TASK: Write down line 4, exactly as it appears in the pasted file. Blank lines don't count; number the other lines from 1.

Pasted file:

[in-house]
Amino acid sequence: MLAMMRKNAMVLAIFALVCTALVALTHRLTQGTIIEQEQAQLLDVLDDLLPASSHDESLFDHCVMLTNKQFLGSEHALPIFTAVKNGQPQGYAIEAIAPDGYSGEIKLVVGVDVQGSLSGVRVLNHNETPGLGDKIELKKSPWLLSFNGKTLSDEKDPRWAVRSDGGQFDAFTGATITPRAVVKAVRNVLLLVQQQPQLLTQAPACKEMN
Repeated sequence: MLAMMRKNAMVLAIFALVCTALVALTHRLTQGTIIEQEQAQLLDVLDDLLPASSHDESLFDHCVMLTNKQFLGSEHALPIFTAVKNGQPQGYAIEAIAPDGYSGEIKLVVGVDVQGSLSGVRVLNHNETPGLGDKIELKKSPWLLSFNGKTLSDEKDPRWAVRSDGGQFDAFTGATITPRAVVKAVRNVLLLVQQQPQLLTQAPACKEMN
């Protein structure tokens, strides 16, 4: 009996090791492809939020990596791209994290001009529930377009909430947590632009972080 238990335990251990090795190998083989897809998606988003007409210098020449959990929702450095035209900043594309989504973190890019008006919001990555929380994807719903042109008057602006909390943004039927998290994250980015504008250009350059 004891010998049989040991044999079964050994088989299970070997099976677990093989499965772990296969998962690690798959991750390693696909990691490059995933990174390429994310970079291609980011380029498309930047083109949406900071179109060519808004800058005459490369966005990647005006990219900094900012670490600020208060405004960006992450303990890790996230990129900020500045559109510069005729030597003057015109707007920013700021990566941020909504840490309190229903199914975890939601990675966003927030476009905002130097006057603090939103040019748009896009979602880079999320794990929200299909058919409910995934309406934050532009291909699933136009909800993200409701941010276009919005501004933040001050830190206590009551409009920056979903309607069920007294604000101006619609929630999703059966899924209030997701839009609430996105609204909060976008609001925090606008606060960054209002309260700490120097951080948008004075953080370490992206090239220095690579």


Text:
């Protein structure tokens, strides 16, 4: 009996090791492809939020990596791209994290001009529930377009909430947590632009972080 238990335990251990090795190998083989897809998606988003007409210098020449959990929702450095035209900043594309989504973190890019008006919001990555929380994807719903042109008057602006909390943004039927998290994250980015504008250009350059 004891010998049989040991044999079964050994088989299970070997099976677990093989499965772990296969998962690690798959991750390693696909990691490059995933990174390429994310970079291609980011380029498309930047083109949406900071179109060519808004800058005459490369966005990647005006990219900094900012670490600020208060405004960006992450303990890790996230990129900020500045559109510069005729030597003057015109707007920013700021990566941020909504840490309190229903199914975890939601990675966003927030476009905002130097006057603090939103040019748009896009979602880079999320794990929200299909058919409910995934309406934050532009291909699933136009909800993200409701941010276009919005501004933040001050830190206590009551409009920056979903309607069920007294604000101006619609929630999703059966899924209030997701839009609430996105609204909060976008609001925090606008606060960054209002309260700490120097951080948008004075953080370490992206090239220095690579």